What I’m Reading Today: Acts 9:1-19
I’ve been interested in leading since I was just a boy. My first “elected” position was when I became treasurer of my 5th grade class – and I’ve found myself in leadership positions of one sort ever since.
While holding positions of leadership have been a constant for me over the years, there is one thing that has changed 180 degrees for me. That something is my philosophy of leadership.
I use to believe than an effective leader was someone who always had a detailed plan in place that would take a group into the future. I believed that because that was what most of the leadership models suggested at the time. In the last ten years, a “new” vision of leadership has begun to emerge that takes a radically different approach.
Instead of emphasizing the importance of having a detailed plan for the future, the emerging vision of leadership suggests that effective leaders are extremely flexible in their approach and leave plenty of room for developments that occur along the way so they can adapt very quickly. I can’t tell you how life giving this shift in thinking has been for me!
I can’t help but laugh when I refer to this emerging vision of leadership as “new” – for that model has been around for centuries.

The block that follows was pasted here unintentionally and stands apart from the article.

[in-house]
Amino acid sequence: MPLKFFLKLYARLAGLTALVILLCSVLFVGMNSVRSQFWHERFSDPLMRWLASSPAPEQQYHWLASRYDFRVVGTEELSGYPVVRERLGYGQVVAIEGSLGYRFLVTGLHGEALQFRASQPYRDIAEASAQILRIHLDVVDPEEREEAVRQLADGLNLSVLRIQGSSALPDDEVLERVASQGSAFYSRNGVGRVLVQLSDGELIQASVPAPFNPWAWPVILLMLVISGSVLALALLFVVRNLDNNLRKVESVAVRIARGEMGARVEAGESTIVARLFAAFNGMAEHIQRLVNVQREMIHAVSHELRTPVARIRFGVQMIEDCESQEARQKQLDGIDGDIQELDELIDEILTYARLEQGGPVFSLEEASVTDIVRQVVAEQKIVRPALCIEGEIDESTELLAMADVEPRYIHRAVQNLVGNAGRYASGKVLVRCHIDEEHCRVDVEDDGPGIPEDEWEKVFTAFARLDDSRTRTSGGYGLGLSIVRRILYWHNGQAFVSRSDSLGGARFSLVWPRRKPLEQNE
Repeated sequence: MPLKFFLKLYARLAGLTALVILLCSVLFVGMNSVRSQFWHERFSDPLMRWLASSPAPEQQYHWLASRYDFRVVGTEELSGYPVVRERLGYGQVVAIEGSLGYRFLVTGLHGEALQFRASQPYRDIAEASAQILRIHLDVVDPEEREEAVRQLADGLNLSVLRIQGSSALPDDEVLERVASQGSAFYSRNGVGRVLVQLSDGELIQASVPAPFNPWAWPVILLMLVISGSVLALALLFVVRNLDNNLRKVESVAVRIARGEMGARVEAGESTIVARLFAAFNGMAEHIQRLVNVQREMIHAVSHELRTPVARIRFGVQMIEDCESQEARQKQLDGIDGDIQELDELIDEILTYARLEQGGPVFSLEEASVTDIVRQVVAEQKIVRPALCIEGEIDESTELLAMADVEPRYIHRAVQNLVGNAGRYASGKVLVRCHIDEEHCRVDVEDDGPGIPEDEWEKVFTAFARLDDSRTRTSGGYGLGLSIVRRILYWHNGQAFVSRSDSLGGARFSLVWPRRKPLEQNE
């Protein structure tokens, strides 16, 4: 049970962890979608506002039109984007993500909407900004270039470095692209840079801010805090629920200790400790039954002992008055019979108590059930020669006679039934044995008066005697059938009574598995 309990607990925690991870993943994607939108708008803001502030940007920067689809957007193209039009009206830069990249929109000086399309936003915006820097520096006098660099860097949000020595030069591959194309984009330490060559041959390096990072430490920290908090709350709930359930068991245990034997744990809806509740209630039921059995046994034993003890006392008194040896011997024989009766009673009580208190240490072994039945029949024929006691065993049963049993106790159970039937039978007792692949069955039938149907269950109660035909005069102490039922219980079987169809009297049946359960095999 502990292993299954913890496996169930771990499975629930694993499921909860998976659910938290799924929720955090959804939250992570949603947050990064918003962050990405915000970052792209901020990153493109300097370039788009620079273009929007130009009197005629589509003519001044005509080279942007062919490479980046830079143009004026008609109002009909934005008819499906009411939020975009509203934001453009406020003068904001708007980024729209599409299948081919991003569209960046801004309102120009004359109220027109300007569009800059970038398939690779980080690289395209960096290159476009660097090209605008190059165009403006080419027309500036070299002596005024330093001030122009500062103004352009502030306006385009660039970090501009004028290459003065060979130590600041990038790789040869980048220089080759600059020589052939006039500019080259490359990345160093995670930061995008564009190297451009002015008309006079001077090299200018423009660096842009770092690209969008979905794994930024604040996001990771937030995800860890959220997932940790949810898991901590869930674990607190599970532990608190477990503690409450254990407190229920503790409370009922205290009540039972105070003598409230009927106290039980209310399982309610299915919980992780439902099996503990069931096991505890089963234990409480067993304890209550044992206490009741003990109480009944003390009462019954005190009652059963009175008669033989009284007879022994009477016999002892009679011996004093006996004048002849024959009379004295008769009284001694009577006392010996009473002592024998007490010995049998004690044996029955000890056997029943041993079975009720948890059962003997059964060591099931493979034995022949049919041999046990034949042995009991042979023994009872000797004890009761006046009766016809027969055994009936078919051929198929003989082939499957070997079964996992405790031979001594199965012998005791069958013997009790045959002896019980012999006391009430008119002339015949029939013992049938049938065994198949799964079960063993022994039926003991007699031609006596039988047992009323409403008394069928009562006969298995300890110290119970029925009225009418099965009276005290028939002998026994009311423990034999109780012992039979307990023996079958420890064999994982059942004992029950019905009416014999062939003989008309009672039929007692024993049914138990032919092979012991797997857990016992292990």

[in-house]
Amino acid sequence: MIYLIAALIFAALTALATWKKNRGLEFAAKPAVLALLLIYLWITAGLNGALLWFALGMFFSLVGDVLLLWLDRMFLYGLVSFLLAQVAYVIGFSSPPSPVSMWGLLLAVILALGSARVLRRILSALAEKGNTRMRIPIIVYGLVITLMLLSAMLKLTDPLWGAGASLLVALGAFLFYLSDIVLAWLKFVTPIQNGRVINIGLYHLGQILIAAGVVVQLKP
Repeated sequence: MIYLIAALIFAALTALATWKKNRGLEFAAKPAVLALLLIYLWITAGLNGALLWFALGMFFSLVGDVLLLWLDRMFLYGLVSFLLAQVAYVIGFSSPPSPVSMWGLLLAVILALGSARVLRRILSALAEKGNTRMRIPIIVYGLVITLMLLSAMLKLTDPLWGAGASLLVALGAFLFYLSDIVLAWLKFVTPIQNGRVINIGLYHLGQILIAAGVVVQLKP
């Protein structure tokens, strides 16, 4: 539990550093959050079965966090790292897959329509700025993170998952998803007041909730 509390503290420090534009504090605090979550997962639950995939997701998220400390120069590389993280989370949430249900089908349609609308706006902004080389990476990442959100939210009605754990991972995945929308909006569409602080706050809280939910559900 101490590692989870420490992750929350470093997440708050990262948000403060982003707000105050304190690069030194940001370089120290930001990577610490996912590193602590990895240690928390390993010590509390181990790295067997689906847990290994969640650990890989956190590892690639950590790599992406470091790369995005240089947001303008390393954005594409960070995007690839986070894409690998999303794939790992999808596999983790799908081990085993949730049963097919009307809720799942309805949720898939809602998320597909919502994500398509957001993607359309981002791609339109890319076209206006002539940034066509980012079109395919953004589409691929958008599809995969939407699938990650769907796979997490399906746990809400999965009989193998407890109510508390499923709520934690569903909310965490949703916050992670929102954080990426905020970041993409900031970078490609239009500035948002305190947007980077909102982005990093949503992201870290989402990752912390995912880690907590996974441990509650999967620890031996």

And how do I know that?
Well, I find that model of leadership peppered throughout Scripture. One place in particular where I find it is in today’s passage from Acts. In that passage we were introduced to one of the greatest leaders in our faith tradition: Saul (soon to become Paul).
When Saul had the experience of being blinded on the road to Damascus, he had a choice about how to handle the situation. He could have resorted to a more traditional leadership style and drawn up a detailed plan of his own (i.e. have my assistants help him to his feet, have them make an appointment with an eye doctor, see the course of treatment through, and return to work).
He didn’t choose that route, however.
Instead, he took a risk and followed the voice that said, “I am Jesus, the One you’re hunting down. I want you to get up and enter the city. In the city you’ll be told what to do next.” Saul went through the plans – even though he had no idea what lay beyond the next step. And that, my friends, is what I think faith – as well as effective spiritual leadership - is all about. Taking a risk without knowing exactly what the outcome will be.
Perhaps there is an area in your life where you have felt some need. You might have spent a great deal of time pursuing YOUR plans – and none of those plans have worked out. If that’s the case, remember Saul’s example and try doing the unthinkable: take a leap of faith. You might find that through that process your eyes will be opened to possibilities/futures that exceed your planned outcome.
Til next time…